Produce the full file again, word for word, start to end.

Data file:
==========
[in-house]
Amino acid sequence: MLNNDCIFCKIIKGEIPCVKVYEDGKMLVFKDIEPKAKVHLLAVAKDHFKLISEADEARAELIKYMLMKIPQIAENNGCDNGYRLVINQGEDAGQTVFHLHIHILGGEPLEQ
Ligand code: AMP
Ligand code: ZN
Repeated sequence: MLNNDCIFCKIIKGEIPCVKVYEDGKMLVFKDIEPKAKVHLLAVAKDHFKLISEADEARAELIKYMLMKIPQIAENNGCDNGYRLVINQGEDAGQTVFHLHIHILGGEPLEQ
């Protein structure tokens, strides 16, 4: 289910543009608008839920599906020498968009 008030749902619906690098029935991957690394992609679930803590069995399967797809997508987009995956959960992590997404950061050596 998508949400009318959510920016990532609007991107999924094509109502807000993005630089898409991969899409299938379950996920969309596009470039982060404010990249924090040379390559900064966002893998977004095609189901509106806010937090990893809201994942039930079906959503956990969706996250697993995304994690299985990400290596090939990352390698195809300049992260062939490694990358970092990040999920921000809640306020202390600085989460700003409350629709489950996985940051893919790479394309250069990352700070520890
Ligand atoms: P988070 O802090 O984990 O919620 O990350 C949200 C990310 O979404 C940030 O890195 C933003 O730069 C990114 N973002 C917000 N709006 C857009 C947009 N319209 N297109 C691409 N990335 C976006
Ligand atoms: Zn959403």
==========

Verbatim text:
[in-house]
Amino acid sequence: MLNNDCIFCKIIKGEIPCVKVYEDGKMLVFKDIEPKAKVHLLAVAKDHFKLISEADEARAELIKYMLMKIPQIAENNGCDNGYRLVINQGEDAGQTVFHLHIHILGGEPLEQ
Ligand code: AMP
Ligand code: ZN
Repeated sequence: MLNNDCIFCKIIKGEIPCVKVYEDGKMLVFKDIEPKAKVHLLAVAKDHFKLISEADEARAELIKYMLMKIPQIAENNGCDNGYRLVINQGEDAGQTVFHLHIHILGGEPLEQ
């Protein structure tokens, strides 16, 4: 289910543009608008839920599906020498968009 008030749902619906690098029935991957690394992609679930803590069995399967797809997508987009995956959960992590997404950061050596 998508949400009318959510920016990532609007991107999924094509109502807000993005630089898409991969899409299938379950996920969309596009470039982060404010990249924090040379390559900064966002893998977004095609189901509106806010937090990893809201994942039930079906959503956990969706996250697993995304994690299985990400290596090939990352390698195809300049992260062939490694990358970092990040999920921000809640306020202390600085989460700003409350629709489950996985940051893919790479394309250069990352700070520890
Ligand atoms: P988070 O802090 O984990 O919620 O990350 C949200 C990310 O979404 C940030 O890195 C933003 O730069 C990114 N973002 C917000 N709006 C857009 C947009 N319209 N297109 C691409 N990335 C976006
Ligand atoms: Zn959403």